Perfluorooctanoic acid exposure is associated with elevated homocysteine and hypertension in US adults
- 1Institute of Health and Environment, Seoul National University, Seoul, Republic of Korea
- 2Department of Occupational and Environmental Medicine, Ajou University School of Medicine, Suwon, Republic of Korea
- Correspondence to Professor Kyoung-Bok Min, Department of Occupational and Environmental Medicine, Ajou University School of Medicine, San 5, Wonchon-dong, Yeongtong-gu, Suwon 443-721, Republic of Korea;
- Accepted 8 May 2012
- Published Online First 31 May 2012
Objective To investigate the association between serum perfluorooctanoic acid (PFOA) concentration and cardiovascular disease, as measured by homocysteine level and blood pressure in a representative sample of US adults.
Methods A cross-sectional study of 2934 adults (≥20 years) who participated in the 2003–2004 and 2005–2006 National Health and Nutrition Examination Survey and had detectable levels of PFOA in their serum. The health effects analysed as potentially associated with PFOA exposure included homocysteine level and blood pressure.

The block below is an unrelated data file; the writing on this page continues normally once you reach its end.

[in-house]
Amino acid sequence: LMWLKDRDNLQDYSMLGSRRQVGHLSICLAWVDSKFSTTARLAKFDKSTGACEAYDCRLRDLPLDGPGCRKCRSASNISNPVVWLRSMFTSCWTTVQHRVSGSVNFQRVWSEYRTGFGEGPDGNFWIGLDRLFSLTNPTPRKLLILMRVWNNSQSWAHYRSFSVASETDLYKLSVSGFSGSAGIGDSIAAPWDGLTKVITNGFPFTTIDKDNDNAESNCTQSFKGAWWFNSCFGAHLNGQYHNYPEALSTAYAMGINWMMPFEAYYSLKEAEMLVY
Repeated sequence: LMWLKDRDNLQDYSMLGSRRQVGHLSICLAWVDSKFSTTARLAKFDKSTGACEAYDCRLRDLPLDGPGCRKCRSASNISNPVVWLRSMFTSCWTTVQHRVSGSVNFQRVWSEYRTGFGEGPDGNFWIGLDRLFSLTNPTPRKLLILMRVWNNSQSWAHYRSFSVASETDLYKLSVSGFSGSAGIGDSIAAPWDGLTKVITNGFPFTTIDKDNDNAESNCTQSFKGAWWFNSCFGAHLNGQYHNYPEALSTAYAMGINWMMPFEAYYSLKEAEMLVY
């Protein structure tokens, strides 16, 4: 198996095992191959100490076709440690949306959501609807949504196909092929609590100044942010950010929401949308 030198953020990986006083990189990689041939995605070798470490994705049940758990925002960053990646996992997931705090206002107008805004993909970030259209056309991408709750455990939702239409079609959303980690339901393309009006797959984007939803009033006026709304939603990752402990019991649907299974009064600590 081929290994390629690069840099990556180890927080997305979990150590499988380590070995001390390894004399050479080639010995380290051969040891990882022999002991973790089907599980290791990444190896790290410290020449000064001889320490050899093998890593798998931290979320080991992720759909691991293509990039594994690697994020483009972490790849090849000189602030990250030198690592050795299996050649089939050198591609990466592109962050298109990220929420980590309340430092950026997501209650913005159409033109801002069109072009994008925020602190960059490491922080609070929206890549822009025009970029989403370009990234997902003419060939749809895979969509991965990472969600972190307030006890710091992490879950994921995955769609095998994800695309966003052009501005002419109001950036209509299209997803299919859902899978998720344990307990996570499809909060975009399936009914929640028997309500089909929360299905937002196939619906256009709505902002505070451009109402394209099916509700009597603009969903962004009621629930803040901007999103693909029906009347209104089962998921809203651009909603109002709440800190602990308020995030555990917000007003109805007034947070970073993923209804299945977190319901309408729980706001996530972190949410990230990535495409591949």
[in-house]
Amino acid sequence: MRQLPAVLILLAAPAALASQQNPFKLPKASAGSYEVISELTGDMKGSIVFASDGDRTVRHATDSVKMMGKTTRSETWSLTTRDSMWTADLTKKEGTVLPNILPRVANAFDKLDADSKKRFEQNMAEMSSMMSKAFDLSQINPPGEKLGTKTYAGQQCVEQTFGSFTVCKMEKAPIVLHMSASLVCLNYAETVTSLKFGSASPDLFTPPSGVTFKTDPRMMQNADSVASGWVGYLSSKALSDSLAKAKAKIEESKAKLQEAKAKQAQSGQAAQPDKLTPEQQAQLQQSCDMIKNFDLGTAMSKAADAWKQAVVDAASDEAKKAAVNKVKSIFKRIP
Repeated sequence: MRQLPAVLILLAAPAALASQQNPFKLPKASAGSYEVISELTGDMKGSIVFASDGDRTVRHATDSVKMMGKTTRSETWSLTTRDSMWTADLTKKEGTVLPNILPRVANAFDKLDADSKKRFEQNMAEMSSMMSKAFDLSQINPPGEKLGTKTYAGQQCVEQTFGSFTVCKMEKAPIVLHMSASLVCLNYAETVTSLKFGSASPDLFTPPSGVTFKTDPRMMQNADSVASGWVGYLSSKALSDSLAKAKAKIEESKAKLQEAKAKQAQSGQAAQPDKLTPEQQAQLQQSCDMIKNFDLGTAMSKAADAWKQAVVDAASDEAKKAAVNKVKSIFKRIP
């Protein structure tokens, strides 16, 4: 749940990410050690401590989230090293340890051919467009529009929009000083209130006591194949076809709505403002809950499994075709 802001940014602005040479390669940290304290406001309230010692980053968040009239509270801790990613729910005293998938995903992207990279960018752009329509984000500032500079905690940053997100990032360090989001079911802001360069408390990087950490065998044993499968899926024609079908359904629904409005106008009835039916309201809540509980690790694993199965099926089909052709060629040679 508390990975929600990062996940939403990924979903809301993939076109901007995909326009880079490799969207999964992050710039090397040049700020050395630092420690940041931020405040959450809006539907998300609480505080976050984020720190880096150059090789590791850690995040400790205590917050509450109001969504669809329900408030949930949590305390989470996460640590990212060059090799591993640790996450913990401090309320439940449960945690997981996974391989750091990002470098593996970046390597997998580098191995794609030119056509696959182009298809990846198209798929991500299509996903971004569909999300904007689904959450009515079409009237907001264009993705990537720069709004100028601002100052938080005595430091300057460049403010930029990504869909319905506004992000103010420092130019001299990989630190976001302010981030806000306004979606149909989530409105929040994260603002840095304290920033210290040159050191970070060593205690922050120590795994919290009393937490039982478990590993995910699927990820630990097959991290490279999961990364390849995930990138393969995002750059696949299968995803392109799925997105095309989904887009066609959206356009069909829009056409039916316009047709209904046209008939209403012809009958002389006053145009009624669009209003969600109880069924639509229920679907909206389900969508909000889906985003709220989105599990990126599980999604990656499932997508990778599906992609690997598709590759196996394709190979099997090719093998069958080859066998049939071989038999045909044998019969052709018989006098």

Results The geometric mean value (95% CI) of the study participants' serum PFOA concentration was 4.00 μg/l (95% CI 3.86 to 4.13). The homocysteine and systolic blood pressure were shown to increase significantly with an increase in the log-transformed serum PFOA concentration, after adjusting for potential confounding variables. Adjusted ORs comparing participants at the 80th versus the 20th percentiles were 2.62 for hypertension (95% CI 2.09 to 3.14), and a positive association was also evident in models based on quartiles or based on restricted cubic splines.
Conclusion These findings suggest that background exposure to PFOA may continue a risk factor for the development of cardiovascular diseases.
- Perfluorooctanoic acid
- blood pressure
- perfluorooctane sulfonate
- lung function
- neurobehavioural effects
Competing interests None.
Ethics approval Ethics approval was provided by the study protocol and by the Institutional Review Board, Ajou University School of Medicine.
Provenance and peer review Not commissioned; externally peer reviewed.
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